Onboarding New Hires: Strategies for Success | Ashley Raus | Skillshare

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Onboarding New Hires: Strategies for Success

teacher avatar Ashley Raus

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Taught by industry leaders & working professionals
Topics include illustration, design, photography, and more

Watch this class and thousands more

Get unlimited access to every class
Taught by industry leaders & working professionals
Topics include illustration, design, photography, and more

Lessons in This Class

9 Lessons (22m)
    • 1. Introduction

      0:42
    • 2. Why Does Onboarding Matter?

      1:16
    • 3. Dos and Don'ts

      3:18
    • 4. Setting the Scene

      3:38
    • 5. Developing an Onboarding Program

      9:00
    • 6. Company Culture

      2:27
    • 7. Onboarding Next Steps

      0:56
    • 8. Resources

      0:19
    • 9. Wrap Up

      0:30
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About This Class

You spent weeks or, maybe, months trying to find the right candidate for a role.  You’ve interviewed numerous people and narrowed it down to the best of the best.  You’ve spent time crafting the perfect offer and your top candidate accepted!  Now what?  Onboarding is the first step in retaining the great talent you’ve hired.   In this course you will learn the importance of creating an onboarding program and how it can benefit your organization.     By the end of this course, you will have created a draft for integrating new hires into your company.   This class is geared towards all levels of HR or Talent Acquisition professionals looking to build or revamp their onboarding process.

Meet Your Teacher

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Ashley Raus

Teacher

Director, People Strategy
SnapApp

Talent Development Manager
Buildium

People Strategist
Rapid7

HR Generalist
Vertrue

See full profile

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Transcripts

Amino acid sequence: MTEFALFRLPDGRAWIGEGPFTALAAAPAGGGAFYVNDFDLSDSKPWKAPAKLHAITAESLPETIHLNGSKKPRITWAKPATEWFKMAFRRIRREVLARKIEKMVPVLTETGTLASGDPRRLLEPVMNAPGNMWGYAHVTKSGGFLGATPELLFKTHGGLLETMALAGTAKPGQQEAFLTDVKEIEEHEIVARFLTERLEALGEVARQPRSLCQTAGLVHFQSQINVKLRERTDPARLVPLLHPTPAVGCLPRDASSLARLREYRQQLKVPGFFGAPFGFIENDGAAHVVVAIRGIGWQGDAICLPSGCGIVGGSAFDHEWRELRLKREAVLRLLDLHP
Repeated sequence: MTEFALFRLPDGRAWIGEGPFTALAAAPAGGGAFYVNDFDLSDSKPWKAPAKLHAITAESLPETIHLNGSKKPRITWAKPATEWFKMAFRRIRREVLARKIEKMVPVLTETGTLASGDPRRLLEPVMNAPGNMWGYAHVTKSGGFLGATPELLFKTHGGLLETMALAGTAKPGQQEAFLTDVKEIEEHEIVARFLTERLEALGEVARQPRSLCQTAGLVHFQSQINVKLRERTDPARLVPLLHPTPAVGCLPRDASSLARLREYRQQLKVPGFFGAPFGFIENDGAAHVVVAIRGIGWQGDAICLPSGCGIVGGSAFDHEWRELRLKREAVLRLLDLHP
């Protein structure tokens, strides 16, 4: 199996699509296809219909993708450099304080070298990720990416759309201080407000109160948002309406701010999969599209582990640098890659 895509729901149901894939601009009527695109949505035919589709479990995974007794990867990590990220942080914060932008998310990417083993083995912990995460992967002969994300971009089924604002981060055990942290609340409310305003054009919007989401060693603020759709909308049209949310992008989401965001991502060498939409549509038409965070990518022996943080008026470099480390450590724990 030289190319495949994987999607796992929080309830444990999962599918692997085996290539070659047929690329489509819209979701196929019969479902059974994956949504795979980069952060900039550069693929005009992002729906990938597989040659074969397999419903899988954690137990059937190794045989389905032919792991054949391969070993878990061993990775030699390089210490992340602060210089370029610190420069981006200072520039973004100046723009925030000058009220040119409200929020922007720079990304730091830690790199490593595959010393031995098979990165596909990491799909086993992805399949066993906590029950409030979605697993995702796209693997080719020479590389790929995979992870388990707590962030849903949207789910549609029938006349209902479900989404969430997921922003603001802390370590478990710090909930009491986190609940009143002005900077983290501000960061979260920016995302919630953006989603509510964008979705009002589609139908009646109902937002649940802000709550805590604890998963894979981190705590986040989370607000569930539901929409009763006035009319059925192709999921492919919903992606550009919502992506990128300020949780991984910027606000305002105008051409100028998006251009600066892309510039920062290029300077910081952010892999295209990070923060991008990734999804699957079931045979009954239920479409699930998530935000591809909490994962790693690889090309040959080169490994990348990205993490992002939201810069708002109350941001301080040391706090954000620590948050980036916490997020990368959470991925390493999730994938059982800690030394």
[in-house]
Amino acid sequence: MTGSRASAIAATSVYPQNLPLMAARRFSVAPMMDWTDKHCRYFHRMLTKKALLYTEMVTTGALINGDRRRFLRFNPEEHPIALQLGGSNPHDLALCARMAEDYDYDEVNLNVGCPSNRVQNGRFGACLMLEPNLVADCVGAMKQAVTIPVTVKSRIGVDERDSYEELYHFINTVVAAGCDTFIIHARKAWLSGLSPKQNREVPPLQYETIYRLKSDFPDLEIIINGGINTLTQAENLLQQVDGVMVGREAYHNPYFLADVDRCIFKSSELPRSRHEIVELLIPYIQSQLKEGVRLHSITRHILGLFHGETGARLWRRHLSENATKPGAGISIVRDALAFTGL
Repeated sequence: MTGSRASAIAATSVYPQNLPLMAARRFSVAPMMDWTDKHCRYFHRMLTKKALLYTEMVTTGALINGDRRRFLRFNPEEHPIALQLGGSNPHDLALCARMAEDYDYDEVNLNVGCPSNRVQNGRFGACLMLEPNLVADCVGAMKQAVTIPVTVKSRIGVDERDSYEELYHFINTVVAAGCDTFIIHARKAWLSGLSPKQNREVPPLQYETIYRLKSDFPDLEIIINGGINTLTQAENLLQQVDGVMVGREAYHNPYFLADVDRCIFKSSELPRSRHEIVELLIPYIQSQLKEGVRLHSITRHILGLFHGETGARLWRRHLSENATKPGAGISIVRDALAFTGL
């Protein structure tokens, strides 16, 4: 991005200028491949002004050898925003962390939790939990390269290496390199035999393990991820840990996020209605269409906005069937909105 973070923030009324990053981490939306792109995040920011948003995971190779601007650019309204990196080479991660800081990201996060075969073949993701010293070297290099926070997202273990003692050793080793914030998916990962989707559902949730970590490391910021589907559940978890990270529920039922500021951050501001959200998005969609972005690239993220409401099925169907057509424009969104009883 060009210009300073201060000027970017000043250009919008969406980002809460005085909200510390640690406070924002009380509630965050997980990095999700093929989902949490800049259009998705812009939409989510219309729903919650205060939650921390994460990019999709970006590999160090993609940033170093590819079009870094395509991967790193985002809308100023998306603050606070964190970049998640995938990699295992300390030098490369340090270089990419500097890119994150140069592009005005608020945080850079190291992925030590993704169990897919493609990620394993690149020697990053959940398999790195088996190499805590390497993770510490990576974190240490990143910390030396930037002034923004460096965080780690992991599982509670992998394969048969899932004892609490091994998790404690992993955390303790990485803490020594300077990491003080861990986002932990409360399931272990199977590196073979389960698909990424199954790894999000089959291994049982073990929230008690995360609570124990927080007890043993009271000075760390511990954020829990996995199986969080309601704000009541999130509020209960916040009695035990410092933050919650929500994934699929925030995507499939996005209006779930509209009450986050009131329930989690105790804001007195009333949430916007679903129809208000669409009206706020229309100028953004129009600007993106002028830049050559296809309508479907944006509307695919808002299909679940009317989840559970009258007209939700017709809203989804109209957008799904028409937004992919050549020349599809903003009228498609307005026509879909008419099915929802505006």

1. Introduction: high class. Welcome to on boarding one of wine. My name is actually Rouse. And I'll be your professor for this course. I'm thrilled that you chose to join me. I'm super passionate about on boarding. I think it's absolutely critical code for an employee to be successful within an organization. They don't start out on the right foot. They're never gonna get up and ready and productive and stay with the company for a long period of time. So you might have on boarding already. You might have no on boarding. This class will really help you with some of those fundamentals I'm boarding is a 30 60 90 day process a lot longer than just the course that will be laying out here. But this should give you a baseline. So thanks again for signing up. And I hope you enjoy the course. 2. Why Does Onboarding Matter?: Let's dive right in. Why does on boarding matter? It takes weeks, months, sometimes even longer to find that great candidate for a role. You have talent acquisition. You have hiring managers, and you have a lot of others investing time to find that perfect candidate. Do you interview them on their skills? He talked about their culture. You get them all excited, they get the offer, and then what? You leave them to fend for themselves. That's not a great experience on boarding. It's all about the new hire experience. It's making them feel comfortable and bought in right away. It's teaching them about the company and the culture and just the overall flow of how things should work and how it will affect them. It really sets him up to be successful within your company. It makes them want to be part of the company. Long term, that's my on. Boarding is so important. So as we work our way through this, keep those things in mind. You should never have a new employee starting and wondering what's going on. Having that feeling of insecurity, which comes naturally when you start a new job, is something that you're trying to get rid off. And as faras r A y. You really want them to be up and productive and feelings matter. Someone is going to feel more engaged and will be ultimately more productive if they get on board it properly. 3. Dos and Don'ts : Let's talk about some do's and don't of on boarding. I hate to start with the negative, but we're going to start with some of the donuts. So some things you don't want to do you don't want on boarding to actually start on day one . You wanted to start prior to the employees coming on board, send them their paperwork, get them all the information that they can. You want them to feel comfortable. The last thing you need is someone feeling confused and lost on their first day. Don't forget to tell them how to get to the office. What time to arrive in what to wear on the first day. These things might seem like second nature to you, but they're not to your new hire. What we do is best practice is a week prior to that employee starting. Our office manager or HR coordinator will send an email to them, and it will give them all of the logistics. Let them know what time to show up who to ask for, you know, Will lunch be served on their first day? These are things that seem a little silly, but they're not to that new hire. Really? The ultimate goal of this, um prior to email is to make them feel excited and comfortable. Don't forget to give your new hire a tour when they arrived. You want someone to show them around the building right away? I know it might seem silly to show someone where the bathroom is, but it could save some embarrassment for that new higher later on. Don't leave them to complete amount of paperwork on their first day. Believe I mentioned this earlier, but this is really important. Putting someone in a room with 100 different documents for them to read through and telling them that the next hour this is what they're gonna be doing is not a good experience. This is not the way you want to set the tone for that. You hire. Also don't leave the higher alone on their first day for extended periods of time. I know is a hiring manager as HR as talent acquisition? You're probably busy. You're pulled in a 1,000,000 different directions and you really just want this employee to get up to speed as quick as possible so you can delegate to them and they can start on their role. But to leave them alone for extended period of time, we'll get them nervous. We'll probably get a little bored. They'll get a little antsy. You don't want to do this, especially at lunch. And again, I know this seems so silly. But to leave someone alone on their first day at lunch to tell them to fend for themselves can really make someone uneasy. And you don't want that for your new hire. Confused new hire is not a great new higher so let's talk about how to get it right prior to your employees starting. Make sure you send them their paperwork. If you haven't each Ras, this is the perfect time for them to get exposure to that. Send them a welcome email. Let them know how excited you are to have them on board. This can come from the hiring manager. It could come from the recruiter. It can come from HR. It can come from all of the above. I personally, when I have a new higher, especially if they're starting a few weeks out and there's a lag time. I send them a couple different things. I send them an email and then I have a no actually mailed to them from the hiring manager signed by the team, saying how excited we are. It's these little things that are extra that maybe they take two minutes out of your day. But they really set a great tone for that new hire. Other things to do after you show them around the office and get them set up at their desk is to go over their schedule with them for the first week or two. Talk to them about what they're going to experience. Tell them about your on boarding program. Tell them about the area and places to get lunch or things that they should keep an eye out for. Let them know where you send out company announcements and then let them get how little time to acclimate to their desk. Get into their email so 4. Setting the Scene: Now that you've got your new higher in the office, let's really get down to setting the scene for what that program is going to look like. So what we forced me to figure out is what you're trying to accomplish. Do you currently have an on boarding program that you're looking to revamp? Do you remember what you went through when you were a new hire? Did it work? Did it not work? What did you like? What? Didn't you like a great way to figure out what you want to accomplish and how to best approach an on boarding program is to serve a recent hires. We'll have the best insight for you. You might be building this from scratch. There's still good learning there, even if you've never had a program before. So what you want to really do is get all the information you can figure out what your goals are before you start diving in what I like to do when I step into any organization where I'm gonna be taking over an on boarding is sending out a survey to employees, all employees that started within last 30 or 60 days, depending on how large. Those hiring classes were to get a little bit of feedback toe. Ask them, you know, what did they love? What they love? What can we improve on? And I let them know that we're gonna be putting these things into actionable steps so that the next new hires doesn't have the same experience. Or maybe they dio Maybe your on boarding is flawless. And this is just a way to reconfirm that. How often are you planning to run an on boarding program? Are you hiring Adam at a huge clip? Are you hiring? You know, 20 people a week? Are you in a hypergrowth mode or is it more of a one off scenario? So maybe you're creating a program where you know you won't have another higher for three months, and that's okay. You're trying to get ahead of it. You'll have that one new higher. You'll ask them about their experience. Who needs to be involved in the program? And how long should this program bait? So now we're talking a little bit more about the logistics. Will your new hires get to meet on H department head? So I've worked in very small organizations I working very large organizations in some organisations. The CEO needs them on their first day, he tells him. You know all about the company, what we do. He tells about the culture of the company and our core values. He really speaks to the employees, and it's a great experience. However, that's in a smaller company where you have direct access to the CEO in a company with thousands of people. You might not have that. So who do you want to be involved? Who is it important for all new hires to meet within their first few weeks? What is the flow of the company will get into this a little bit later when we actually speck out a program. But start thinking about how things work in your company. Does someone, um, thinking from a an actual customer perspective? Does the customer coming through sales? Do they come in through customer success? Do they go through product demos right away? How do things flow? How to customers come in? What's it most important for your new employees to learn about? Also, how how will you measure success Will you? Will management be asking you about our why is this something that you need to prove to them? So are you gonna have to track productivity and engagement embers later down the line? Are you gonna be tracking this by that survey that we mentioned before? Just asking about experience and again, that a kind of my final point is Do you have any survey data or anything that you've picked up to compare this this to? Have you looked at past programs that you've used? Maybe you have something that hasn't been super successful. Maybe you've had some that has been really successful, but you're looking to tweak it, you know? Again, figure out your goals. This is what you should be working on, probably for the first day of this class. Really figuring out what your goals are before we dive in. Deeper. Later on 5. Developing an Onboarding Program: Let's dive into the real meat of this program. Let's talk about how to set up on morning so I'm burning. Can happen in a lot of different formats. You could have a full day program. You can have 1/2 day program. Some people like Teoh spread it out all the first couple weeks for me. I found that the most effective has always been either half day or full day, depending on the company. I'm gonna tell you a little bit about my experience. I stepped into an organization that was in hypergrowth mode. We got them on a schedule where they were hiring classes of about 20 people every two weeks . It was great. You had new hires constantly starting. You had the energy. We had all of our ducks in a row, and I was told to revamp our on boarding program. Originally, it was a full day program. It was something that people loved going through, but they felt really overwhelmed by it. So I took it upon myself to break that program in half. I did to half day programs. I did something that focused on really who we are as a company and the next day focused on what we did, It completely bombed. Why did the program? So what I learned was that while people were overwhelmed by the full day, the half day didn't help. It's not that the half didn't overwhelm them. It's that we needed people to be productive so quickly that they weren't able to attend a two. They would attend date one and then by Day two they'd be slammed with different meetings and other trainings that their manager had set up for them to attend. So I tried to work with the management team and see if the half day could still be doable. It wasn't I went back to the full day, but I learned how to tweak that day. To make it not is overwhelming. I change some of the formats of the actual presentations that we were doing, and with that I added Misamore interaction. I added some fun games and I added some more team building so that the new hires were really looking at themselves as a coat. Work this one over really well. But again, what's right for my company and my past cos it might not be right for yours. So really think of this in terms. It's a jumping off point, So think about how you'll create your program. What's important to your company? Do they need to be up and running by the next day, where you're not gonna have the time to spend? Who are, you know, is on boarding a bit of a longer function? Maybe your company moves a little summer. Maybe it's a little larger. That's great, too. You can divide it up over there first few weeks. So if they learn something new every day about the company, let's dive into the half day program. Half day program is divided into two sections. Who we are and what we do. The focus on Day one is really talking about who the company is as a whole. What's important to the company? What did they value? What should you know as a new high Day two is focused more on what we do. So from an engineering perspective, from a sales perspective, what is the value proposition of your company? What goes into your company? Why is it there? So let's break this down a little further on day one for who we are. I usually start with the culture and company overview again. As I mentioned before, If you have a CEO who's willing to do this, this is the best part for them to dio. It's great to hear you know why the culture is the way it is, what's important as far as cultural values and get a company overview. If you're a startup, people want to know the story. Why did you form the company in the first place? If you're more established company, they're still gonna want to hear what's important to this company. What is ther mission? How happy he stayed in business along, What's the key to their success and having someone in management or the CEO or a founder portray that is really impactful? The next section I usually do is tell an acquisition. Now you might be saying, why Talent acquisition? They've already gone through the recruitment process. Is this really important for them to meet another recruiter or to meet some of they've already met again? It really is. So you want to tell them why you know why they were recruited in the first place? What do you look for in your recruits make them feel special from Intel in acquisition perspective. Also, this is a great time to start hitting a pure network for referrals. New hires. No people and referrals are the best way to hire. I'd like to close out the day with a benefits payroll and HR overview. Let them know who their business partner is, or just who. Maybe you only have one hr person who that person is that they should be going to have issues. Walk them through when payroll is paid. Talk to them about the benefits. They've probably already filled out the benefits paperwork, but he might have questions again. This is a great place to let them know who that contact is. In case we have things a little bit more personal that they can't discuss. The second half of the half day program is really about what we do. So on Day two, I'd like them to learn the INS announce of the company how departments link from one to the other. So I like to start out with a product demo. But what you might be asking is, why does everyone need to see a product demo if someone's an intern and they're working with marketing. Is it really that important that they know how the product works? I think it is. I think, that that's part of being really bought into a company is knowing how the product functions and what goes into that, Um, I've been usually move onto engineering and give the INS announce of how engineering works . Again, you'll be working with management to create these presentations. I tend to create presentations that are about 45 minutes to an hour. To me, those air long enough for people to give high level overview and a little bit of a deep dive without going too deep. So, for example, for engineering, you might want to talk about how each of the engineering teams function. You probably don't need to get into every different coding, uh, coding language that they use, and from there I usually turn to sales. You know, now that the product has been created, who are you selling to? What's the value proposition, what customers asked for and then from there to customer success, one set sail is done. How do we make our customer successful? You could even speak a little bit about pain points and how you're working through those. It's great to give more information about your customers so that people know, no matter what level they're at or what department they're in. How customers could be successful. Other things to know as you go for the program. So what I previously explained was 1/2 day program. This doesn't work for everyone. Sometimes a full day is better. Now we have to worry about is burnout. As you're giving these presentations over a full day, you'll want to add into different elements, so you'll want to make sure lunch is served. You want to make frequent breaks throughout the day so people don't get overwhelmed. You also want to add some interaction, so you want to keep your people awake. So what I like to do is add some ice breakers on this allows people to get to know each other, especially if you have a larger hiring class. This is a great way to get them to melt a little bit more as a Coke, or I'll actually give you an example of a time where a full day was better than half day. So when I started at a prior company. I went into the program and I did a lot of feedback surveys on on boarding, and I kept getting told that the full day was just too long. People were feeling very burnt out. They didn't feel like they were really retaining the knowledge that we were trying Teoh. And that didn't help impact on their experience in the way that we would have liked. So I quick solution was to create 2/2 day programs. What I found out was this actually wasn't beneficial for them. The half days, unfortunately, didn't work because by Day two we needed our people up and running so they would have other trainings and things scheduled by their manager that would interfere with them attending so they would learn the whole what we who we are as a company, but not what we did. And they felt very disconnected. I went back to the full day program and I figured out what the beneficial, beneficial pieces were. And then I pulled out the pieces that more as beneficial to cut it down just slightly on. And then I just tweak to the presentations at It's a more interaction to make sure they were really getting the full value out of this. Some other things to know as you're creating your program. So are you going to include a buddy system? Are you gonna have them meet their body on day one? Are you gonna have someone that they interact with outside of their manager? So a buddy system means a lot of different things, and I'm sure you can find a ton of research on different types of body systems. I found that it's great to have someone that's not their manager for them to interact with . And I usually like to introduce him to that person during the on boarding program, whether it's during lunch, if we're doing a full day or after the first half day. Other things to consider is what training this new employees will need. How will that impact their on boarding? If you're spreading on boarding out? Are they going to be able to attend the different training sessions? You'll be working very closely with the hiring managers when you're creating on boarding programs and schedules for new hires. One of the things I recommend and I believe I mentioned before, is it a rape of guide. This guide is basically a schedule for the new employees to have on their first day. I like to share mine via email with the employees before they start and then on their first day, have it waiting for them at their desk. It basically tells them who they should contact for different issues, what their schedules going toe look like. And any additional training meth E manager wants to add to that. 6. Company Culture: Let's talk about on boarding. For culture, culture is extremely important in a company. Whether you think you have a strong culture or whether you have a weak culture, it's still there and something that you should look at it when you onboard an employee is how are they going to get comfortable with the culture? How are they gonna become part of it? So let's break down what culture is. First culture is a mix of your environment behaviors, the way we do things around here. Values and attitudes. Fundamentals is assumptions and beliefs, so you can see the environment. You can see the behaviors when you step into an office bearers. Bright colors. If there's an open floor plan, you can feel that if there is a huge salesforce, you probably feel the buzz of them on the phones and making deals behavior. So whether it's someone summed over at their desk were hiding out in their cube or someone who's loud and boisterous and rallying the team, you see these types of things when you walk through an office. Some of the invisible causes of culture, which you'll want to address in your on boarding, is really you know how we do things and what our values are. Fundamental assumptions and beliefs are a little hard, harder to address. But if you go back to that values and attitudes, you can talk about your core values. You can let people know kind of how how you address things. Maybe you have a superstructure culture. Maybe you're very conservative. These are things that people know up front. You don't want to have offered surprises. Leave Iran. Maybe you have employees that are located around the globe. Maybe they're all in one location. These are things that will affect your culture. Maybe your company that allows for telecommuting, maybe your company, that it's all hands on deck all the time. These are things that your employees will want to know. They don't want to commit a faux pas, but in one of their first weeks also, what if you have traditions? Traditions are great things that a lot of companies have. Maybe you guys love Halloween, and every Halloween every person dresses up. You have a huge company costume contest, thes air, great fun things that your employees should know about, even if it's far off share with them. day one what those traditions are, Let them know, get them excited. You want your employees to feel just as excited as they did when they signed that offer letter. They're coming on board because they think that you're culture is great. They think that they can do this job and they're really excited to join your team. You want toe reinforce that you want to let them know exactly what the culture is that they signed up for and make them really feel part of it. 7. Onboarding Next Steps: So now that you've laid out some of your goals and what you're going to try to achieve through creating an on boarding program, and you've started to figure out what that on boarding program will look like for your company, what's next? So next really goes to the feedback. You want to monitor the program. You want to conduct check ins with the employees at maybe 45 days or 90 days, or whatever works for your organization. You want to make adjustments to the program based on the feedback that you receive no program. Convey successful out feedback. Just because you feel it's the best possible program it can be doesn't mean that there's not room for improvement. So ask your employees. Figure out what you know, what they got out of boarding and what you can improve on. Maybe they all give you rave reviews. That's wonderful, but at some point you'll have one or two people that give you of a little bit of a critique , and that's okay. That's what makes a program on the best it can possibly be 8. Resources: So I've supplied some resource is for you to review and to help you as you continue to form your on boarding program. There are so many companies that do it right, and I'm sure yours will too. But if you need some help, I'm obviously here to help you. And these resource is air. Great way to find out a little bit more about companies that have seen success with their on boarding. 9. Wrap Up: Thank you so much for joining me from boarding. Wanna one. It has been absolute pleasure having you in my class. I hope that you continue to do your research and you get feedback and figure out how you could make the best possible ongoing program. Remember, this is just the core to start you on an ongoing program. Boarding really goes for 30 60 90 days of a new hire starting. So figure out how you can continue to expand your envoy to make it super successful and make that employees experience last a lifetime. Thanks so much.